Paul Wiseman, AP Economics Writer
WASHINGTON (AP) — Wealthy countries all over the world are dealing with debts and strained budgets as they mop up after the Great Recession and brace for the budget-busting retirement of the baby boomer generation.
But the United States is in a bigger fix than almost anyone else.
The U.S. federal debt was equal to 95% of the overall economy in the first three months of 2011, the fifth-highest on the Associated Press Global Economy Tracker, an analysis of economic and financial data from 30 of the biggest economies.
Every year that the U.S. government spends more than it collects in taxes, it records an annual budget deficit. The $14.3 trillion debt is the sum of all annual deficits and surpluses.
As U.S. policymakers argue over raising the federal borrowing limit and slashing debts, America is hobbled in ways the others are not. Tax collections are low by historical and international standards. Health care costs are astronomical — and still rising. The political system is gridlocked.
Those problems suggest the current impasse over raising the U.S. government's borrowing limit and cutting the deficit is a prelude to even more intense political combat.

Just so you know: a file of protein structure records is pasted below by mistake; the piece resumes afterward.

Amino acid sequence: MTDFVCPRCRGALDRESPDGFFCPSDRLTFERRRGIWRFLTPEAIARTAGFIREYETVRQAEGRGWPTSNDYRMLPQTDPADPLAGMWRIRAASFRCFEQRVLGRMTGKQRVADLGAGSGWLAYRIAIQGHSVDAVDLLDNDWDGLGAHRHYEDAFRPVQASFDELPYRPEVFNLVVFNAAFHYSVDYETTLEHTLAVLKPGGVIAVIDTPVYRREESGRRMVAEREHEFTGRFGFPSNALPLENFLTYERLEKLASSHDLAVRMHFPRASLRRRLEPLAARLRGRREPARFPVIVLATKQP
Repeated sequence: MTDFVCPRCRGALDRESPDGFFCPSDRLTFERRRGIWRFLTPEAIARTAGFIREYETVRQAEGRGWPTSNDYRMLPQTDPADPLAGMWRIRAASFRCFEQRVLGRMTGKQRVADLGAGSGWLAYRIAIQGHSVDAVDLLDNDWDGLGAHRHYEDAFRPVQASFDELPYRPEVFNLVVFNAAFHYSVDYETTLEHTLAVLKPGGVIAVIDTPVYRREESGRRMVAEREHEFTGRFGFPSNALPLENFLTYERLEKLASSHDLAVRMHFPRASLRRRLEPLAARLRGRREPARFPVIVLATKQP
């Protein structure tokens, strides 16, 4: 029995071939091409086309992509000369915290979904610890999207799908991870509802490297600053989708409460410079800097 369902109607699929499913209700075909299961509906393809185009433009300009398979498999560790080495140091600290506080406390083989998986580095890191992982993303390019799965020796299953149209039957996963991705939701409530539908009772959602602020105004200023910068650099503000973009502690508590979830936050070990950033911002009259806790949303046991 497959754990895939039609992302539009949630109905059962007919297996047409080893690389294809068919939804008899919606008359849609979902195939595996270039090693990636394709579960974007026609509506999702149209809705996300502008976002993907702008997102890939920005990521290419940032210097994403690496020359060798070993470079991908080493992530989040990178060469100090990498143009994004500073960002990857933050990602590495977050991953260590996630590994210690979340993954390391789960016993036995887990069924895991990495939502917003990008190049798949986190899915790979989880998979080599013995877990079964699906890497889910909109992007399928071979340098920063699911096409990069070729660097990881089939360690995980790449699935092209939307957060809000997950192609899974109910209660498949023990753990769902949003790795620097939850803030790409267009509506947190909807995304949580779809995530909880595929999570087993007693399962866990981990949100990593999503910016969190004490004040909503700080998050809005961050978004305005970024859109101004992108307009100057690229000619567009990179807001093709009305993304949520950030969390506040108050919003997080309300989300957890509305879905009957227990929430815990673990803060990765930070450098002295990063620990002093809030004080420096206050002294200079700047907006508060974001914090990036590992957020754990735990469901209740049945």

"We as a society will either have to pay more for our government, accept less in government services and benefits, or both," says Douglas Elmendorf, director of the nonpartisan Congressional Budget Office. "For many people, none of those choices is appealing — but they cannot be avoided for very long."
This year's federal tax revenues are forecast to equal 14.4% of gross domestic product, a broad measure of economic output, according to the Office of Management and Budget.
That's the lowest share since 1950, long before Congress approved expensive programs such as Medicare. Tax collections have been reduced by the recession and by tax cuts enacted in 2001 and 2003. Among 29 countries ranked by the Organization for Economic Development and Cooperation, only Japan and Spain take in less tax revenue than the U.S. as a percentage of GDP.
When it comes to health care, the U.S. spends the equivalent of 17.4% of its GDP — by far the highest percentage among wealthy nations. The next highest is the Netherlands, where health care spending equals 12% of GDP. Among the 34 wealthy countries that belong to the OECD, health care spending averages less than 9.5 % of GDP.
Political gridlock magnifies America's debt woes. Among the five biggest countries with a top AAA rating from the credit rating agency Moody's, the U.S. is the only one that hasn't come up with a serious plan to control government debt, says Moody's sovereign debt analyst, Steven Hess.